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ISO an interesting, upscale Asian restaurant not by David Chang

  • lipoff Nov 22, 2010 05:17 PM
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Am meeting some a friend this coming weekend in Manhattan and she wants to (in her own words) go to "an interesting, upscale Asian restaurant not by David Chang". So no Momofuku or Má Pêche. (No prejudice here, I gather she has recently been to Ssäm Bar and wants to try something different).

I have a few thoughts (Buddakan, Shang, HanGawi, Chinatown Brasserie, Kyotofu and Yakitori Tatto among them) but was hoping for something new for me as well.

Any thoughts?

-----
HanGawi
12 E 32nd St, New York, NY 10016

Chinatown Brasserie
380 Lafayette St, New York, NY 10012

Kyotofu
144 W 18th St, New York, NY 10011

Shang
187 Orchard Street, New York, NY 10002

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  1. I really like Soto. The composed dishes fit your description (get anything with uni).

    SHO Shaun Hergatt has some Asian elements too...

    -----
    SHO Shaun Hergatt
    40 Broad St, New York, NY 10004

    2 Replies
    1. re: ChiefHDB

      SHO is about as un-asian as i can imagine.

      and i have a pretty broad definition of Asian

      1. re: thew

        Hahaha, fair enough. I was straining to give the OP some new recs....

    2. Hmmm, there's not a whole lot of upscale Asian in NYC to begin with and I assume you want more atmosphere than, say, NY Noodletown, but also good food that's worth the price. This can be tough unless you go with Japanese cuisine.

      But I wouldn't really call Kyotofu or Totto all that upscale in atmosphere. You should probably throw Lotus of Siam and Kin Shop into the mix although the former has been getting middling reviews here. I was terribly disappointed in Shang when I went, and would avoid it. I like Chinatown Brasserie during the day for dim sum, not a huge fan of the atmosphere at night. The non-dim sum dishes I've tried there have only been OK.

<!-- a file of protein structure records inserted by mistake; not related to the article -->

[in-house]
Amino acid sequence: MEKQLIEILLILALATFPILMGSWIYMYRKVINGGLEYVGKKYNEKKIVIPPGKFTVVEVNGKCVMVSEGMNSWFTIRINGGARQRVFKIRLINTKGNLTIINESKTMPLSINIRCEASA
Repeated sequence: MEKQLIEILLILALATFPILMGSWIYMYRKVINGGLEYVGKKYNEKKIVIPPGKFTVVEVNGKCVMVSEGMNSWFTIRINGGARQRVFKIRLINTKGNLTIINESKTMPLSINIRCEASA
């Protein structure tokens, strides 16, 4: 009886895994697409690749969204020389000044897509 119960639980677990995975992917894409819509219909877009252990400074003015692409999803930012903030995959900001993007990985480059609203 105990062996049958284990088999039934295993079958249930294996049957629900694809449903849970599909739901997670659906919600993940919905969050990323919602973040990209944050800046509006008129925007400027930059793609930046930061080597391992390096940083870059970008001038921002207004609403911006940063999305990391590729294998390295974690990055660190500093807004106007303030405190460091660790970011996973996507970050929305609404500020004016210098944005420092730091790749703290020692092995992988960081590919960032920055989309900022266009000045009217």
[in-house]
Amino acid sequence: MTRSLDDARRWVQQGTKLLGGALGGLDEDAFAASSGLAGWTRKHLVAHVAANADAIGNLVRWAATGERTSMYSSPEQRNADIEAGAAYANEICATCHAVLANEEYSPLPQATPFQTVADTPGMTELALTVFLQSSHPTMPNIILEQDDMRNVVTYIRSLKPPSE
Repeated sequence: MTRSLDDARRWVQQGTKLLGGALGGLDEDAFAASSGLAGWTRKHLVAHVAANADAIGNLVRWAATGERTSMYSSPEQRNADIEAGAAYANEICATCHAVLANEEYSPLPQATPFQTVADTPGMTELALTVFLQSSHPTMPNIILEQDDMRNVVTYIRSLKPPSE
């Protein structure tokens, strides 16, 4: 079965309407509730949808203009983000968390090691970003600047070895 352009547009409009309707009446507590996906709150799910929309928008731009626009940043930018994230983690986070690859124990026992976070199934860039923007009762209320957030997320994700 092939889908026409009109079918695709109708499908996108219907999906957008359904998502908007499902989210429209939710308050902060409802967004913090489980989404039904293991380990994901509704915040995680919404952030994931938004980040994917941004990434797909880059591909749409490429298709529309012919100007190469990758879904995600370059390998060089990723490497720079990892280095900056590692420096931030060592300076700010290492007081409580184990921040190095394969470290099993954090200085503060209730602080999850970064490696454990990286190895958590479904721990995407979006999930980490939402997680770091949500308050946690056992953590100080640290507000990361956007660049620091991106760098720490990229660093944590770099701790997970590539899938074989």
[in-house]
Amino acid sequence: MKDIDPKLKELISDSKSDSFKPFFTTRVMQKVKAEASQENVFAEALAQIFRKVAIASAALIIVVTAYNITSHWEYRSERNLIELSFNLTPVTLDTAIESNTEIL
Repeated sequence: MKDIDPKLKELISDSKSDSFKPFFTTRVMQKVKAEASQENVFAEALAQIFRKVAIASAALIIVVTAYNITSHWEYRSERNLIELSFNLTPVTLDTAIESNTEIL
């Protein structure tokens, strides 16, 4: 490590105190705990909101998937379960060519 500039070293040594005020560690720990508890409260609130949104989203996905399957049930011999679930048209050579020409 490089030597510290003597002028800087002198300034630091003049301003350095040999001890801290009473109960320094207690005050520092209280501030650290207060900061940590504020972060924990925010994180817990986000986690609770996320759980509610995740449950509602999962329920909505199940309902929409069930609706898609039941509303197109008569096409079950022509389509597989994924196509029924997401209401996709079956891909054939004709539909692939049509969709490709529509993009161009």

Have you considered Kyo Ya?

      -----
      Chinatown Brasserie
      380 Lafayette St, New York, NY 10012

      Kyo Ya
      94 E 7th St, New York, NY 10009

      Kyotofu
      144 W 18th St, New York, NY 10011

      Shang
      187 Orchard Street, New York, NY 10002

      Lotus of Siam
      24 5th Ave, New York, NY 10003

      1 Reply
      1. re: kathryn

        I was terribly disappointed by Shang as well, although I went when they first opened, and I figured I'll try it again at some point.

        -----
        Shang
        187 Orchard Street, New York, NY 10002

      2. Woo Lae Oak, maybe?

        anyone been to DOB 111 yet?

        http://baonyc.websiteanimal.com/#/dob...

        -----
        Woo Lae Oak
        148 Mercer Street, New York, NY 10012

        DOB 111
        115 St Marks Pl, New York, NY 10009

        2 Replies
        1. re: coasts

          haven't been - but what i was told about DOB - just hearsay - didnt conjure upscale

          1. re: coasts

            I actually like Woo Lae Oak - if you don't think of it as a Korean restaurant but a merely Korean-influenced restaurant, it's quite good. I will be honest though and say I haven't been in past few years, but when I went a few times the food was delicious, ambiance trendy but not in an annoying way, and the waiters were very, very cute.

          2. not as hip as the places you mention, but upscale chinese can be found at shanghai pavilion on the UES.

            from your list i like yakitori totto and kyotofu

            1. Matsugen? Morimoto? Megu?

              4 Replies
              1. re: small h

                matsuri!!!

                1. re: thew

                  EN and 15 East, also, and Asiate, although it's more "Asian" than Asian. I can't think of anymore M restaurants except for Menkui and Menchanko, and they aren't upscale enough. Alas.

                  1. re: small h

                    there's minca, but their ramen is icky

                    1. re: thew

                      Agreed. I've been looking for awesome seafood or vegetarian ramen in Manhattan for years. Either it's very well disguised, or it doesn't exist.

              2. I've liked the food I've had at Pranna, though it leans more to the Southern part of Asia and I haven't been since they've changed chefs.

                -----